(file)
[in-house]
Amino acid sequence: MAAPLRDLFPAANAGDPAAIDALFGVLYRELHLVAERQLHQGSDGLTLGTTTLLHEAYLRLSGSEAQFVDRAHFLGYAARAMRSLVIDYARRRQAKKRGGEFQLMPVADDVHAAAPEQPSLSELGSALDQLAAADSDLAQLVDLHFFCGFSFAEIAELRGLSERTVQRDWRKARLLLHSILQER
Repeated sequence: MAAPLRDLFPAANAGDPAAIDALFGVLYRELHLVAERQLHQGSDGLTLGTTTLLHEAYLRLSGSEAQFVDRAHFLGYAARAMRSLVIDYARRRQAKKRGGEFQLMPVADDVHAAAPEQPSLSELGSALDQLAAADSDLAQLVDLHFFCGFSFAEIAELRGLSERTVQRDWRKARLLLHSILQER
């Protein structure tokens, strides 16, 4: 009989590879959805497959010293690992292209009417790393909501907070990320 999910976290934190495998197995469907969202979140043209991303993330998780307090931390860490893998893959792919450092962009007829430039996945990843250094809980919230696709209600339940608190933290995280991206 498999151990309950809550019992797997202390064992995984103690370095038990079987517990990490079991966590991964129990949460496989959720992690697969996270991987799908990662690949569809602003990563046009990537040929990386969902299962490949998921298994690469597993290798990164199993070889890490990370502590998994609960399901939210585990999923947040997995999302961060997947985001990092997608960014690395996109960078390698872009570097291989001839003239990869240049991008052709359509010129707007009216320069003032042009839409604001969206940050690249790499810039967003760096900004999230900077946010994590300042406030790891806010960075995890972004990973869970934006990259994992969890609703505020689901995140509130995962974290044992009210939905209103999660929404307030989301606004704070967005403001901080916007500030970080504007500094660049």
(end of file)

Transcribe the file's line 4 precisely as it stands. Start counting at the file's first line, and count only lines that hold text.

């Protein structure tokens, strides 16, 4: 009989590879959805497959010293690992292209009417790393909501907070990320 999910976290934190495998197995469907969202979140043209991303993330998780307090931390860490893998893959792919450092962009007829430039996945990843250094809980919230696709209600339940608190933290995280991206 498999151990309950809550019992797997202390064992995984103690370095038990079987517990990490079991966590991964129990949460496989959720992690697969996270991987799908990662690949569809602003990563046009990537040929990386969902299962490949998921298994690469597993290798990164199993070889890490990370502590998994609960399901939210585990999923947040997995999302961060997947985001990092997608960014690395996109960078390698872009570097291989001839003239990869240049991008052709359509010129707007009216320069003032042009839409604001969206940050690249790499810039967003760096900004999230900077946010994590300042406030790891806010960075995890972004990973869970934006990259994992969890609703505020689901995140509130995962974290044992009210939905209103999660929404307030989301606004704070967005403001901080916007500030970080504007500094660049």